Kastor Hansen gets the right timing on the double-Dutch ropes, cheered on by principal, Bruce Becker. Barry Stewart/Hope Standard

Silver Creek’s principal a-ok with kids skipping out of school

Students raised nearly $3,000 at school’s 27th annual Jump Rope for Heart event

Skipping out of school used to be a rare occurrence at Silver Creek Elementary, but now it has reached the point that the entire student population of about 150 students skipped out of school last Thursday afternoon—with the principal’s full endorsement, of course.

Principal Bruce Becker even joined in on the skipping fun, spending more than an hour in the parking lot spinning the double-Dutch ropes at the most challenging of nine skipping stations.

This was the school’s 27th year hosting a Jump Rope for Heart event — a fundraiser for the BC Heart and Stroke Foundation that also provides a fitness, skills and spirit-building challenge for students.

READ MORE: A true community effort to build a playground in Silver Creek

“The kids raised money for a worthy cause, while having fun and benefiting from the positive health rewards from skipping,”Becker said.

“We’ve raised between $2500 to $4000 a year since I’ve been doing it,” said Grade 6-7 teacher, Catina Carpenter.

Carpenter took over the Jump Rope file from Jenny Dobras when Dobras transferred to Coquihalla Elementary eight years ago. Carpenter says that while the entire school takes part in the skipping event, it’s only about 25 per cent of students who participate in collecting pledges for the fundraiser.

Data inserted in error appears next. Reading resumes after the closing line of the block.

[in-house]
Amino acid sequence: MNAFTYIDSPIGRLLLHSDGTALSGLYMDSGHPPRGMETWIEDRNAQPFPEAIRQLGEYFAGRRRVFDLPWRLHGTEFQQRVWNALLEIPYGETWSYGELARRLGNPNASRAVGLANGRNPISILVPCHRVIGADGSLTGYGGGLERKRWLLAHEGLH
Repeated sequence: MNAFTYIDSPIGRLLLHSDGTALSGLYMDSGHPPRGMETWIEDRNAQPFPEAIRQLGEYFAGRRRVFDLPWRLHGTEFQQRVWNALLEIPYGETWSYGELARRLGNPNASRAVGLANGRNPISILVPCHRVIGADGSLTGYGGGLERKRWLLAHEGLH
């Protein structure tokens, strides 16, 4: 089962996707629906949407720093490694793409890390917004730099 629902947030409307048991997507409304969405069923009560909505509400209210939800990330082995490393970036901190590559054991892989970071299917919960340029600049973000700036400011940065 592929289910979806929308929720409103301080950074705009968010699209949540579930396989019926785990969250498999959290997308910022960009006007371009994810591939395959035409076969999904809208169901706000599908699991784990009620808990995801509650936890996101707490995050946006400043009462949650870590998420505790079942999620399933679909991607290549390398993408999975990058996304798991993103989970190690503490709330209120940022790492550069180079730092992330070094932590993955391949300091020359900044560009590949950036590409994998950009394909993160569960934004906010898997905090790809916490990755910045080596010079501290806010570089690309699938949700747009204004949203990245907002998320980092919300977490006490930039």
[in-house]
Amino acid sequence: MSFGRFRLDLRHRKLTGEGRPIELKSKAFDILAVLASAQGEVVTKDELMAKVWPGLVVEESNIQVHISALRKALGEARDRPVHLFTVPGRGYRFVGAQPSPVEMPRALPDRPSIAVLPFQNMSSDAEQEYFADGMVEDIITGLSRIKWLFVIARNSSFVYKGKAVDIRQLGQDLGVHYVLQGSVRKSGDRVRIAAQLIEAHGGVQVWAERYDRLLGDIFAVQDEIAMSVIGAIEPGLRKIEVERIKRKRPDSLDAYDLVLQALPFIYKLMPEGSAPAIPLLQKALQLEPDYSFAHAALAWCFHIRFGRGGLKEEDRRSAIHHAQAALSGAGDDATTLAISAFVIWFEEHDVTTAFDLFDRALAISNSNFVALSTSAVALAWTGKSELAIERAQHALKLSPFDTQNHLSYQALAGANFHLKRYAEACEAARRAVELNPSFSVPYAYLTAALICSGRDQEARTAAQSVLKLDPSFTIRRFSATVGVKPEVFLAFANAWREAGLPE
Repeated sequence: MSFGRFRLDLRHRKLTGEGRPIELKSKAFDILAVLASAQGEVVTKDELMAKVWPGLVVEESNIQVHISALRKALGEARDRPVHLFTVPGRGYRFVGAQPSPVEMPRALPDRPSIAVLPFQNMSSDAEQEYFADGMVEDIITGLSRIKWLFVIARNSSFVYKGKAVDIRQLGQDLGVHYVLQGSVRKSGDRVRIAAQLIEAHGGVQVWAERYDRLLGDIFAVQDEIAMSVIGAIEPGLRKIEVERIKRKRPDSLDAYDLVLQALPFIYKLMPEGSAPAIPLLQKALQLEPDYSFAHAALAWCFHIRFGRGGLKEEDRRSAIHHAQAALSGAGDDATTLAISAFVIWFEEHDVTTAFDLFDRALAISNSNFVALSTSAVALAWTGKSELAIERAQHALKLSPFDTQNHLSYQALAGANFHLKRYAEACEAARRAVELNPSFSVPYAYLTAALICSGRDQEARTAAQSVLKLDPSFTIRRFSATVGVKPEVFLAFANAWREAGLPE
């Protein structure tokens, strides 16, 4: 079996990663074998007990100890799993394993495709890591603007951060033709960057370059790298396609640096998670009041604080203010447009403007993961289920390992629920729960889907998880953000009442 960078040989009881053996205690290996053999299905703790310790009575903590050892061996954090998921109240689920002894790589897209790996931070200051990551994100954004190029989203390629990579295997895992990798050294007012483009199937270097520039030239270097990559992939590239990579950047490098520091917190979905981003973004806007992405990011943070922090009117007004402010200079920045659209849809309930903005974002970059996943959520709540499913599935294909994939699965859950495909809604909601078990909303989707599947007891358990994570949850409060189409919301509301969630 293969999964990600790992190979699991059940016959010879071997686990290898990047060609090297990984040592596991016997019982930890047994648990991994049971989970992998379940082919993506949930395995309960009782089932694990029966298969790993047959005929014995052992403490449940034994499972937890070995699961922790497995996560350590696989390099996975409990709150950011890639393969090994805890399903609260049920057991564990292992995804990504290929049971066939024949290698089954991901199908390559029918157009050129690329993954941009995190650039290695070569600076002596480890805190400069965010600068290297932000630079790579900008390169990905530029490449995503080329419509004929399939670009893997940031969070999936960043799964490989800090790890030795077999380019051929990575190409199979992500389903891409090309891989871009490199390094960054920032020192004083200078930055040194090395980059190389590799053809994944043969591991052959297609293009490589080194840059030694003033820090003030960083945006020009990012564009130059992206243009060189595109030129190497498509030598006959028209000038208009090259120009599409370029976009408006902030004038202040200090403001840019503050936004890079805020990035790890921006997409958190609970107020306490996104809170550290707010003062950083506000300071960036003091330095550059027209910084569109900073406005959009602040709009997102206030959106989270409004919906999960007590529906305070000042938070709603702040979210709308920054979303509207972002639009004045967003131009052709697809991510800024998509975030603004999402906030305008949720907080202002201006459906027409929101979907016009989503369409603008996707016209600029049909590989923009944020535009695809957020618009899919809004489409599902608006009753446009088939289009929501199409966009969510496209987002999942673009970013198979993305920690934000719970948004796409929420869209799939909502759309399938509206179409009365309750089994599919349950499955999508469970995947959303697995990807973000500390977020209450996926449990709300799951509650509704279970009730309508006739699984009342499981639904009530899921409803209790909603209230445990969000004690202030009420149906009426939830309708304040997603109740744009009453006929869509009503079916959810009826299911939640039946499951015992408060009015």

“This year’s top fundraiser, so far, is Naomi Wright, but students can continue to bring in money until the end of this week. Angelie Giroux-Radmore is in second place and we’ve currently collected $2980.25 this year.”

Students were split into nine multi-aged groups, and senior students led their groups around to the skipping stations that were hosted by teachers.

READ MORE: Six-year-old boy needs $19,000 a month to treat rare form of arthritis

“We usually try and do nine stations and jump for an hour and a half,” Carpenter said. “We try and change things up, so everyone feels successful.”

Some locations worked on individual rope skills, while others worked on long ropes. Carpenter said the hula-hoop skipping station was included because the solid hoops make it easier for the young students.

“Mrs. Tuivai has the water station and she has the kids leap-frog from her room at the far end of the school, all the way down to the gym,” Carpenter added.

With so much up and down action, even the weather decided to join in the fun: the event started under cloudy skies and rain showers threatened to get serious before backing off to partial sun by the end of the event.

“We always have it on the last day before the Victoria Day weekend,” said the organizer. “In my eight years, we’ve never had to have an indoor event.”


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